Salvador Dura-Bernal is a tenure-track Assistant Professor in the department of Physiology and Pharmacology at SUNY Downstate, and a Research Scientist at the Nathan Kline Institute of Psychiatric Research. He completed his PhD and first post-doctoral fellow at the University of Plymouth, UK; followed by post-doctoral research at Johns Hopkins and SUNY Downstate. His research focuses on understanding cortical circuits through large-scale biophysically-detailed simulations on supercomputers. Dr.
Principal Investigator / Assistant Professor
Valery is a research scientist at the Dura-Bernal Lab, where he is in charge of developing, documenting and disseminating the software tool NetPyNE (www.netpyne.org). He obtained his M.S. in Applied Math and Computer Science from Tavrida National University (Ukraine) in 2011, followed by solid and diverse experience in enterprise software engineering. Eventually Valery became interested in computational neuroscience, and after some self-studying he joined and completed internship here at the lab.
Research in computational neuroscience with 27 publications in peer reviewed journals, and PI/co-PI in 7 research grants. Lectured undergraduate courses, and organized Courses on Computational Modeling. Investigates neural network models with research mainly focused on neuronal synchronization, synaptic plasticity, and epilepsy models (in silico, in vivo, and in vitro), also investigates full-scale microcircuits models of hippocampus, somatosensory and motor cortex in rodents through simulations in cloud computing.
James completed an undergraduate in Computer Engineering at Purdue University and his MD at SUNY Downstate, then served as a resident physician on the COVID wards at King's County Hospital before switching to computational neuroscience research where he worked on NetPyNE implementation of thalamocortical and nociceptive networks.
He is interested in the application of machine learning to neuroscience--especially predictive methods for parametric data exploration--and, more broadly, to other life sciences/and clinical practice.
Visiting Research Scientist
Eugenio is a nuclear engineer but soon in his career, he became interested in biology and neuroscience. Then, he completed a Ph.D. in Physics studying the role of adaptation currents and history-dependent stochastic effects on neural coding under the supervision of Dra. Inés Samengo at Balseiro Institute (Bariloche, southern Argentina). Then, he moved to Italy to broaden his interests in cognitive neuroscience under the self-organized tutorship of Prof. Dr. Alessandro Treves, who introduced him to the grid cells' world, spatial coding, and all that, in a project lead by Edvard Moser.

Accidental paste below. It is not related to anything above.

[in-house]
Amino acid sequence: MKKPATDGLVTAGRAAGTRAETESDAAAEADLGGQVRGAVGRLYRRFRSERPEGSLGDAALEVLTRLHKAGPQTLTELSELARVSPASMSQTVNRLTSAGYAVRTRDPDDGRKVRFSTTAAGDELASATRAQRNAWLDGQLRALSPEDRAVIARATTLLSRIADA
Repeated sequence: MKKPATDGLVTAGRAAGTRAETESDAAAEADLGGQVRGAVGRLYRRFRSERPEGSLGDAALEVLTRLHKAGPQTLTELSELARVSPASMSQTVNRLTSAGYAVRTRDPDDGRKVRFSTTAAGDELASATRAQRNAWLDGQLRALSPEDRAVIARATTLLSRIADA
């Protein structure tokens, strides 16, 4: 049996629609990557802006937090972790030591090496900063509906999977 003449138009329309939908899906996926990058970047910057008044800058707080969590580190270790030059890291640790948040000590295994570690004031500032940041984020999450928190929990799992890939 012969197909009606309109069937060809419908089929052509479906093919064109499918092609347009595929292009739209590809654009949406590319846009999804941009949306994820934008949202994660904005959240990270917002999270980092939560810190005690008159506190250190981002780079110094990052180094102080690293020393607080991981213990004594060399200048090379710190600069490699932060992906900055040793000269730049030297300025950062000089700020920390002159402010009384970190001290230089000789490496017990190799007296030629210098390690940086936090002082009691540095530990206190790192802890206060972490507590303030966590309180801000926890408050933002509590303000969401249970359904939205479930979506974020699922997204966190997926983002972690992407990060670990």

Ph.D. Candidate at SUNY Downstate Health Sciences University
M.Sc. in Neuroscience from the Federal University of São Paulo
B.S. in Biomedical Engineering from the Vale do Paraíba University
Visiting Student at the University of Illinois at Chicago
My interests are in the development of biophysically inspired computational models of the brain, bridging the gap between fundamental questions in neuroscience and computer simulations.
Claire Short is a data scientist and current research intern in the Dura-Bernal lab, modeling effects of ketamine in depression. She completed her Masters in Cognitive Science in Education at Columbia University in New York and worked as a research assistant in the Roitman Behavioral Neuroscience Lab at the University of Illinois at Chicago studying impulsive decision making.
She enjoys creating art with machine learning and neuroscience, creative coding, traveling, and learning about remote islands.
Currently an MSc student in Biological Sciences with a Mention in Neuroscience at University of Valparaíso, Chile (2019 - present).
BS in Physics with a Mnetion in Astronomy, Northern Catholic University (UCN), Antofagasta, Chile (2013 - 2018).
Javier is an electrical engineer and a research intern in the Dura-Bernal lab. He is working as software engineer, extending the functionalities of NetPyne (http://www.netpyne.org/).
I'm a student intern at the Dura-Bernal lab. I'm developing an existing computational model of the area CA1 of the hippocampus (Cutsuridis et al.) to study encoding and retrieval of spatiotemporal input patterns. The aim is to research how the performance of the network is affected by altering its physiological structure to emulate neuropsychiatric diseases such as depression.
I'm currently carrying out a PhD at the University of Hertfordshire in Computer Science.